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Sequoyah's Salt Works


category : Ethnic Heritage
Sequoyah's Salt Works Salt was a valuable commodity in the early 1800s. Besides being used as a seasoning, it was also used in food preparation and leather tanning. Salt also served as a medium of exchange in the West.

Salt was obtained by boiling water from salt springs in large kettles set atop wood-fired furnaces. As the water evaporated, the crystalized salt was ladled out of the kettle and deposited on a lower portion of the furnace. After cooling it was put into barrels for shipment. Although most salt made in Indian Territory was used locally, some was sold as far away as New Orleans.

In 1828, the Cherokees were removed from western Arkansas to present day Oklahoma. Sequoyah, in exchange for a salt works he owned in Arkansas, was given a salt spring located nine miles northeast of his homesite.

Sequoyah operated this salt works until his death in the 1840s.

Sequoyah's Home Site



Admission: ADMISSION FREE
Hours: Tuesday through Friday, 9:00 am to 5:00 pm
Saturday and Sunday, 2:00 to 5:00 pm
CLOSED: Monday and State Holidays
Address: North from Sallisaw on U.S. 59 ( 3 miles), then east on State Hwy. 101 (7 miles)
Phone: 918-775-2413

Come visit us in Sallisaw, Oklahoma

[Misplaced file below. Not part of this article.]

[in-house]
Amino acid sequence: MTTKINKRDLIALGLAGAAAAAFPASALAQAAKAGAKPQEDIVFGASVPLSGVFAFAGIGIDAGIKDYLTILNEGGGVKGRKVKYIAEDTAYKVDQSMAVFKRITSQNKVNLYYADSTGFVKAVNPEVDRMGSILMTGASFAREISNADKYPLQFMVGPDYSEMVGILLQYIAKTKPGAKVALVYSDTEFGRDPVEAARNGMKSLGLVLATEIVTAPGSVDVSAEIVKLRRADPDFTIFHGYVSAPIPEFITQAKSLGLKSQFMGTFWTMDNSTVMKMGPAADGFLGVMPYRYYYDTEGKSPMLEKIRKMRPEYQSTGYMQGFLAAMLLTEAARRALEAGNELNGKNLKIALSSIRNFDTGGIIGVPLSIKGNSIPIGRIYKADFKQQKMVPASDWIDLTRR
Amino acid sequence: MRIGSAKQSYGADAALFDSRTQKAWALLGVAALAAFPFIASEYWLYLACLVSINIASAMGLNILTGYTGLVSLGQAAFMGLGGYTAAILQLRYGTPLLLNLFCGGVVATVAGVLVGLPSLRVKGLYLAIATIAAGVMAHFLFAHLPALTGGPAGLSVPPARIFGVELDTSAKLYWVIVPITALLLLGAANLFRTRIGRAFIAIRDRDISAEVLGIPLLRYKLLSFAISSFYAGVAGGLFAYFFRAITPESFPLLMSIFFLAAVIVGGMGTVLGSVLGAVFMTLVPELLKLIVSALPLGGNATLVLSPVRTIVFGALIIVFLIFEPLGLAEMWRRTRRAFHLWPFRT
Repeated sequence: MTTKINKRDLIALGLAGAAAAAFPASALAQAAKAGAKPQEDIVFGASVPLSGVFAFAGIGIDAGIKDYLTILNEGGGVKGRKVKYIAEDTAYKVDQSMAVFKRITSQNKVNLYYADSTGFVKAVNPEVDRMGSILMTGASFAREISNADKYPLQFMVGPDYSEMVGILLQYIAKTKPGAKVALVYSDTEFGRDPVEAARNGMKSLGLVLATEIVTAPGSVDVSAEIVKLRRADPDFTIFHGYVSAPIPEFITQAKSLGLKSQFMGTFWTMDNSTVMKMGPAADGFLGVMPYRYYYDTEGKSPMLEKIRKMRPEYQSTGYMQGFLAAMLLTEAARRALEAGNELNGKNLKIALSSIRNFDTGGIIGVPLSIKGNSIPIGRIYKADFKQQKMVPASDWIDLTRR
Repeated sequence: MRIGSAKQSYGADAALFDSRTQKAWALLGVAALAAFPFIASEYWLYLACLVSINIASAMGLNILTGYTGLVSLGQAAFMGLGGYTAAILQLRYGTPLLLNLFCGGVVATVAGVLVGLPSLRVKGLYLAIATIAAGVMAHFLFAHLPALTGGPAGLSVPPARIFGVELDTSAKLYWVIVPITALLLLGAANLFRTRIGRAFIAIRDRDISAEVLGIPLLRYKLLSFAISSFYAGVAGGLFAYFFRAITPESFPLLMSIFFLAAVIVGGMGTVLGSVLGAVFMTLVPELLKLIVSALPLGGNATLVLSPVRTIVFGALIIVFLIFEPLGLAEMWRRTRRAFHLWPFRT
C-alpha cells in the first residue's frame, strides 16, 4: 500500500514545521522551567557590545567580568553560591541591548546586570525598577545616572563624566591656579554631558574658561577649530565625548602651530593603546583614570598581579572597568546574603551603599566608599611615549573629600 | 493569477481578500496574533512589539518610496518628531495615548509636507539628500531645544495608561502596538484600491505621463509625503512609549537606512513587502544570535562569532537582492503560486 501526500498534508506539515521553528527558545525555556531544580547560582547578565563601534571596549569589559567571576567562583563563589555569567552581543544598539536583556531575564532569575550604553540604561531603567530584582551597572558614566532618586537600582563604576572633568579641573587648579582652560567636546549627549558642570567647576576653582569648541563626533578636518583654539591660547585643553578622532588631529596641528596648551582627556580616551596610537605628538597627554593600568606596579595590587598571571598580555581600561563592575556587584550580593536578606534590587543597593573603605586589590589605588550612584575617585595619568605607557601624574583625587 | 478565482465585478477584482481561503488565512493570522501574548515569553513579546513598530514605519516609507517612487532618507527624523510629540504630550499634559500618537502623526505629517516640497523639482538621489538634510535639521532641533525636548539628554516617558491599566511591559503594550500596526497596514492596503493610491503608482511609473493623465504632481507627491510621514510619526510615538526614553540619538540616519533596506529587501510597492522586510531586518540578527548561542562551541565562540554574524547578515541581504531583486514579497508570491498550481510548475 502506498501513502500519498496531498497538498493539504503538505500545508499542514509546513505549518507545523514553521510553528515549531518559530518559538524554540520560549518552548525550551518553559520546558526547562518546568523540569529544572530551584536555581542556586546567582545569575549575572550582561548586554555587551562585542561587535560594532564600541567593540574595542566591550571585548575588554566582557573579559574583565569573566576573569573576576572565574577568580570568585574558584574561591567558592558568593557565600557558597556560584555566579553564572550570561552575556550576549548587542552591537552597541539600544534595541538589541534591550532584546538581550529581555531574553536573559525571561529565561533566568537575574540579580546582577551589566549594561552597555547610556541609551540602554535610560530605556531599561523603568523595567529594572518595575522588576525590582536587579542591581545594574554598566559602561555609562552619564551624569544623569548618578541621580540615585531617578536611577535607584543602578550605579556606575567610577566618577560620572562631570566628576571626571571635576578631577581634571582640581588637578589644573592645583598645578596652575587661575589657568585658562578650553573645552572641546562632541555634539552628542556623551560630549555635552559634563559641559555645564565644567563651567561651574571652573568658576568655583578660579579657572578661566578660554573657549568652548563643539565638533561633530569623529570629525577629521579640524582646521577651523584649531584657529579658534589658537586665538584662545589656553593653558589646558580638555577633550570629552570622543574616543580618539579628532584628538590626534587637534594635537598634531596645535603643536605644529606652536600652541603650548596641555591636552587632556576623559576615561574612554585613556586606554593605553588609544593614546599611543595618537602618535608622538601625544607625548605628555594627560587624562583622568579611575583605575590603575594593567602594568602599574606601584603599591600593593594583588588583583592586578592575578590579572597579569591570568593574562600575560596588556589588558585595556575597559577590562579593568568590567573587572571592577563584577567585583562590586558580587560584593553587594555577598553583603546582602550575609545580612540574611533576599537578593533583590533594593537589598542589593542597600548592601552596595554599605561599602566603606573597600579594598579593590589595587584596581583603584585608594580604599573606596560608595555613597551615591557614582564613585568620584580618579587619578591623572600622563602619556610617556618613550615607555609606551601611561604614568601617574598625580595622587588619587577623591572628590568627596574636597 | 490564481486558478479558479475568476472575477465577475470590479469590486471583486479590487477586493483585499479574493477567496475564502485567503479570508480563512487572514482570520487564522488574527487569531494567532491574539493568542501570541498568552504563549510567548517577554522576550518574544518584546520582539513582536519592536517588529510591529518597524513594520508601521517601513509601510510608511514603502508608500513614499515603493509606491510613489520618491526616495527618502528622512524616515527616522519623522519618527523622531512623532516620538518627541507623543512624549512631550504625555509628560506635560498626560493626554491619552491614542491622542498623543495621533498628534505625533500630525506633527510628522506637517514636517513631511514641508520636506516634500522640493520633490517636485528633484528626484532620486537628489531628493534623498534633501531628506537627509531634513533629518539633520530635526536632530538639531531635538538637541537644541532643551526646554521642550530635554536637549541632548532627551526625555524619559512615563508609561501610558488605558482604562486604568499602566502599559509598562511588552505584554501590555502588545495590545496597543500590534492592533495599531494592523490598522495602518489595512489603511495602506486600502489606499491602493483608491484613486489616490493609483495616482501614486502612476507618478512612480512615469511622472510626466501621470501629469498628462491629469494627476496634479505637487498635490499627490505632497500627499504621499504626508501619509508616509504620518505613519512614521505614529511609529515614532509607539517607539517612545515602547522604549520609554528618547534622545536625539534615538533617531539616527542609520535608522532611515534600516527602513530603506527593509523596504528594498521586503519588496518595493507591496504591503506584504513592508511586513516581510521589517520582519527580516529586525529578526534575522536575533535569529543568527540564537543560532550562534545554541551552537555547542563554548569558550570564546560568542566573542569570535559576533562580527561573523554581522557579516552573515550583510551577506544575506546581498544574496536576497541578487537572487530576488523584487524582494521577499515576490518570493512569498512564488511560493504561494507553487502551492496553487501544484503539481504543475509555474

Attractions and Upcoming Events

Outdoor Mural

This nearly block-long mural illustrates historical events throughout Sequoyah County in a collage of 21 paintings.

Sallisaw, OK Arts

14 Flags Museum

14 Flags Museum is housed in the restored cabin, built in 1845, of Judge Franklin Faulkner, a pioneer lawyer of Sequoyah County. The museum contains early-day artifacts from this area. The entire museum complex includes a stretch of several log cabins with historical items on display.

Sallisaw, OK Museums

Sequoyah Statue

Sequoyah, the Cherokee soldier and teacher, gained world-wide fame when he devised the Cherokee syllabary. His statue is in the Nation's Capitol as one of Oklahoma's two greatest men. The giant redwood trees of California are named for him. The statue is located on the grounds of Sequoyah'

Sallisaw, OK Arts

Overstreet-Kerr Historical Farm

At the Overstreet-Kerr Farm visitors may glimpse life on this working farm as it was in the early 20th century. See the lavishly restored, 1895, antique filled, 14-room pioneer home that is listed on the National Registry of Historic Places

Sallisaw, OK Museums

Sequoyah National Wildlife Refuge

Established to provide habitat for waterfowl and other migratory birds, the refuge lies at the junction of the Canadian and Arkansas Rivers and contains 20,800 acres, half of which is water.

Sallisaw, OK Wildlife Refuges

Things to do Ethnic Heritage near Sallisaw, OK

Quapaw Heritage

Oklahoma, literally translated as "Land of the Red Man," was home to Native American tribes long before the white man came. S...